A School History of the United States
Things unknown in 1763.--Had a traveler landed on our shores in 1763 and made a journey through the English colonies in America, he would have seen a country utterly unlike the United States of today. The entire population, white man and black, freeman and slave, was not so great as that of New York or Philadelphia or Chicago in our time. If we were to write a list of all the things we now consider as real necessaries of daily life and mark off those unknown to the men of 1763, not one quarter would remain. No man in the country had ever seen a stove, or a furnace, or a friction match, or an envelope, or a piece of mineral coal. From the farmer we should have to take the reaper, the drill, the mowing machine, and every kind of improved rake and plow, and give him back the scythe, the cradle, and the flail.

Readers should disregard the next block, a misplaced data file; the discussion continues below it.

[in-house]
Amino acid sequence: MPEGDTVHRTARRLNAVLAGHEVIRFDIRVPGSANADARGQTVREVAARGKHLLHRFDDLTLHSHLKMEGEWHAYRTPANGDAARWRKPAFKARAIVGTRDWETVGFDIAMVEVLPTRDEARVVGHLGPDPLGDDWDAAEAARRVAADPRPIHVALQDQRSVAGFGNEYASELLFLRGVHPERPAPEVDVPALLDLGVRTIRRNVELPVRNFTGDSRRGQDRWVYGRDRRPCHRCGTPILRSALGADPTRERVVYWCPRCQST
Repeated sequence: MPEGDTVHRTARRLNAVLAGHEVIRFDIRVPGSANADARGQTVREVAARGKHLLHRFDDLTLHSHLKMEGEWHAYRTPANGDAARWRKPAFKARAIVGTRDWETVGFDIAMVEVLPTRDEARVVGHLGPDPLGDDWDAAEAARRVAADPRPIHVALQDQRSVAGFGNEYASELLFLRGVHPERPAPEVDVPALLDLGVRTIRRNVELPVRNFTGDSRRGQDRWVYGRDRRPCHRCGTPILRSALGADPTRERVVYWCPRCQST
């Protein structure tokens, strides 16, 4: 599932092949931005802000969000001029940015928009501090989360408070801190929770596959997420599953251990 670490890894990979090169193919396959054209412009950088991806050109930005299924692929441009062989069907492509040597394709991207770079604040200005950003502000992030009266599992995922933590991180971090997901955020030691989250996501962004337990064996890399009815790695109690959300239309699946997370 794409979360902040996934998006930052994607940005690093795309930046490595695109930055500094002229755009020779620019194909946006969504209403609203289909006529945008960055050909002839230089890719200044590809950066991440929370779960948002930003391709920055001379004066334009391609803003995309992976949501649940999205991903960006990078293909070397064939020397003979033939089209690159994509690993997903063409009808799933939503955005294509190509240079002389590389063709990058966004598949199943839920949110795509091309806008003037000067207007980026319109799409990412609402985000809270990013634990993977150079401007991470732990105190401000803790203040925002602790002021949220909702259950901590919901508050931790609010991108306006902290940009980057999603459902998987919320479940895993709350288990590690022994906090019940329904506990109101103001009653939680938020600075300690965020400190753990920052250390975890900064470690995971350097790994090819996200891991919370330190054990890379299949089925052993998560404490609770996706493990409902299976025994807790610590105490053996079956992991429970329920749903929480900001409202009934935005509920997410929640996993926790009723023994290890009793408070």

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Social Studies in Schools: A History of the Early Years
David Warren Saxe
Limited preview - 1991